Censorship of religious criticism is a bad thing

As we see Middle East strife heat up, with a historical link to religious differences, and the Prophet Mohamed cartoon riots still fresh in our collective memory, there has been a recent attempt by some Islamic countries to censor any religious criticism.

Humanist Network News reported on July 12 that at the June 19th session of the United Nations Human Rights Council, delegates from Bangladesh, Lebanon, Sudan, Syria, Palestine, Egypt, Iraq, Iran, Kuwait, Pakistan and the United Arab Emirates called for limits on freedom of speech regarding religion. It was in response to the publishing of cartoons in a Danish newspaper last year that sparked several riots in Islamic countries.

The article said:

Considering the publishing of the Danish cartoons criticizing Islam “a blatant attempt to inflame religious hatred,” they called for mechanisms to curb criticism of religion by claiming that criticism of religion is the same as incitement to religious hatred.

In other words, they want most, if not all, criticism of religion to stop.

Religious Criticism Is Not Religious Hatred

In response at this attempt to censor speech, Roy Brown, head of the International Humanist and Ethical Union delegation to the UN in Geneva, said in a statement:

“The right to question religion and to freely express one’s views on religious matters is a human right. Human beings have human rights, religions do not. This Council has a solemn duty to protect people — not ideas, religions, customs, beliefs or traditional practices, especially when they are used as justification for the abuse of human rights. It is the believer, not the belief, that must be protected.”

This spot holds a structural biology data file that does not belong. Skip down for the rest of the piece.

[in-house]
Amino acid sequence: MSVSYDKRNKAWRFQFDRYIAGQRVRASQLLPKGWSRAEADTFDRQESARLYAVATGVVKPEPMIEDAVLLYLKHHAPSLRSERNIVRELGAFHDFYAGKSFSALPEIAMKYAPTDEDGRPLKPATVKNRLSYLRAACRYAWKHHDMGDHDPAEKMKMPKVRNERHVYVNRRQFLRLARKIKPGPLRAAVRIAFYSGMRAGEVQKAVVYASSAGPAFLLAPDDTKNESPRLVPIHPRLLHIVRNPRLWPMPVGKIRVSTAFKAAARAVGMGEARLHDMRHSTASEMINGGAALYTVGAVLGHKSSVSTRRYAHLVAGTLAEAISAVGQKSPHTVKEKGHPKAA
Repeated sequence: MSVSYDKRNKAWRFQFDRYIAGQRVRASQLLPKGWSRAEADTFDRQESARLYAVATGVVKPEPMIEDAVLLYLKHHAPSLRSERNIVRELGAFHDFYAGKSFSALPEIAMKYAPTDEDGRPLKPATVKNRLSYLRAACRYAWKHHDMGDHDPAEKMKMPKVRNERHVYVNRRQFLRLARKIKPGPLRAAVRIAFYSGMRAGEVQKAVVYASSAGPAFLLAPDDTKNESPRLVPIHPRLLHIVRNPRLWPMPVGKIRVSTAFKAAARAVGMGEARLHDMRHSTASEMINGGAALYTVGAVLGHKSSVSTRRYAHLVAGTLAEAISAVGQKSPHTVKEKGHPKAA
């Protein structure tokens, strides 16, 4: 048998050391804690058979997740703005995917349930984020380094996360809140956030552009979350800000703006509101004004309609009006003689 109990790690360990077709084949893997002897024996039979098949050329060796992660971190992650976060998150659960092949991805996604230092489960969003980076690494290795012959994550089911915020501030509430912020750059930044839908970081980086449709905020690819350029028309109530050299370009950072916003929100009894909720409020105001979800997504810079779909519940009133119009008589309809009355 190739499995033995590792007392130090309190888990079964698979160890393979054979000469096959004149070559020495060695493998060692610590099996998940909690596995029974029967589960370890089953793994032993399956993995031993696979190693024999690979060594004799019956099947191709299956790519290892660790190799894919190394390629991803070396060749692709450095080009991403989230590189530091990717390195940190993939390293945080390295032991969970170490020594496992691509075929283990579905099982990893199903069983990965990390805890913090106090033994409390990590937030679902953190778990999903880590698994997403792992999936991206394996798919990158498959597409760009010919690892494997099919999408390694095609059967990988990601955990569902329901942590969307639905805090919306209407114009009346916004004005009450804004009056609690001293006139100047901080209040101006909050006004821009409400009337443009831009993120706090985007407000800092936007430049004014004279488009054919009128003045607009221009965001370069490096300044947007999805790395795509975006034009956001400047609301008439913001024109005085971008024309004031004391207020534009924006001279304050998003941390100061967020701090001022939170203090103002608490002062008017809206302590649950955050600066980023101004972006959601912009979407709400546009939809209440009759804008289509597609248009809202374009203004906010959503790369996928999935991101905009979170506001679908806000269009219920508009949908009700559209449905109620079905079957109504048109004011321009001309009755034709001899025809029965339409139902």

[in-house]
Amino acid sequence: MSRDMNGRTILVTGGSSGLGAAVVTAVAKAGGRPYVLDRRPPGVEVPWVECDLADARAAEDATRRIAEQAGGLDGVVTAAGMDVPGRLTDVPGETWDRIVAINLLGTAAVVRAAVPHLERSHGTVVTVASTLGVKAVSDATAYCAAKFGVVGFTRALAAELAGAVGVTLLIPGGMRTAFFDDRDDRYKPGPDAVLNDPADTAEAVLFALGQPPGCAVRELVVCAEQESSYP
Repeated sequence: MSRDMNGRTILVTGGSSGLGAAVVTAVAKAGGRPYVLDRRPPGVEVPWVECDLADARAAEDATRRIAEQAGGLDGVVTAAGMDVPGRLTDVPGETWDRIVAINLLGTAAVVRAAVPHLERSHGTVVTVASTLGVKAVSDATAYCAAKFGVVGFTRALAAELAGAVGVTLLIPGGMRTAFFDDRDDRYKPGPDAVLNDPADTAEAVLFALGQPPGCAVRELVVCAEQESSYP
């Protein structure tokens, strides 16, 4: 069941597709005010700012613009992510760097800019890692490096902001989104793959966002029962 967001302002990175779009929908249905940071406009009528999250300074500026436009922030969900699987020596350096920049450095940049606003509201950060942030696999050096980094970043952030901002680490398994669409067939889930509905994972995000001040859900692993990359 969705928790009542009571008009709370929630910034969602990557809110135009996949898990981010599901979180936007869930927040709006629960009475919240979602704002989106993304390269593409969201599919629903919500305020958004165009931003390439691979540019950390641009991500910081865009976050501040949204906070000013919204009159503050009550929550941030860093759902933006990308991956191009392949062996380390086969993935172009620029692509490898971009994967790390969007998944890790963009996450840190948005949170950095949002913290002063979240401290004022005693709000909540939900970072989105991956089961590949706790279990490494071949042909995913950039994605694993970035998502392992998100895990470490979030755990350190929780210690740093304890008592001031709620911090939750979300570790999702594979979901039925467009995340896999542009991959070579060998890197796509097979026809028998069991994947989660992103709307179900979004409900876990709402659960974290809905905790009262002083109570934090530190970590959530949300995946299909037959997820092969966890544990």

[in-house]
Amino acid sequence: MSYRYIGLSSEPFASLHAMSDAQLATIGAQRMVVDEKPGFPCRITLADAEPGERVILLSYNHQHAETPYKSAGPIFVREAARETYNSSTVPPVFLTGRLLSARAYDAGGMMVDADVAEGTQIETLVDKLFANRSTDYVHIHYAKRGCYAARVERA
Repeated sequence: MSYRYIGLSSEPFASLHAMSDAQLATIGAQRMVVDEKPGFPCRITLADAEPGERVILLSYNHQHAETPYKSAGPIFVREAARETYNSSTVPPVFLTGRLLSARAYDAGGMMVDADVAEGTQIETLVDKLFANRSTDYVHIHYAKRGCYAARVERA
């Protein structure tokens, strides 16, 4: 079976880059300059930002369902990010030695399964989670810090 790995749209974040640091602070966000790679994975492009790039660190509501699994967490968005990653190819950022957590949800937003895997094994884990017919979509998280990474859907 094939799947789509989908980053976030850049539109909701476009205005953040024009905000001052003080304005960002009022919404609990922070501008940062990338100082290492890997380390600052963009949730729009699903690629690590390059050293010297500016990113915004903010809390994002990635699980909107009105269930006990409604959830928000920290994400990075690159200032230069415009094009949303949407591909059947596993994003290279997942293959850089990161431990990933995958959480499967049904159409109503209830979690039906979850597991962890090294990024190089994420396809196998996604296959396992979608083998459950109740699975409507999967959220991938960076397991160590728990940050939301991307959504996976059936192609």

On June 30th, the Council asked the Special Rapporteur on Freedom of Religion or Belief, Asma Jahangir, to see if material like the Danish cartoons was religious hatred.

In a follow up article on July 19th, Freedom of Speech and the Harm Principle, Ishtiag Ahmed makes a distinction between physical harm – where someone is acted on violently because of their beliefs – and hurt feelings. Ahmed points out that the historical background of freedom of speech always stopped at physical harm as well as libel and slander. He makes a point concerning the thoughts of John Mill in his book “On Liberty”:

Mill’s chain of reasoning leads him to assert that freedom is necessary to know the truth. If we suppress an opinion, it is possible that it turns out to be true. To assume otherwise is to assume that we are infallible — something which certainly is not true. Moreover, even if an opinion is false, it might still contain some truth. Consequently, given that it is unlikely even for a generally “true” account to be without fault, by listening to other opinions and accounts we get closer to a “total” truth. He goes on to argue that even if the true account already is considered to be “total truth,” it still has to be criticized or challenged, because only by defending an account against criticism or challenge are we able to understand why it is a true account, instead of just accepting uncritically that it is.

Freedom of Speech and the Harm Principle

Religious believers may not like having their beliefs questioned – and I doubt any of them feel good about it – but censoring religious criticism doesn’t lead to understanding and will continue to lead us to more strife like we are seeing in Lebanon.

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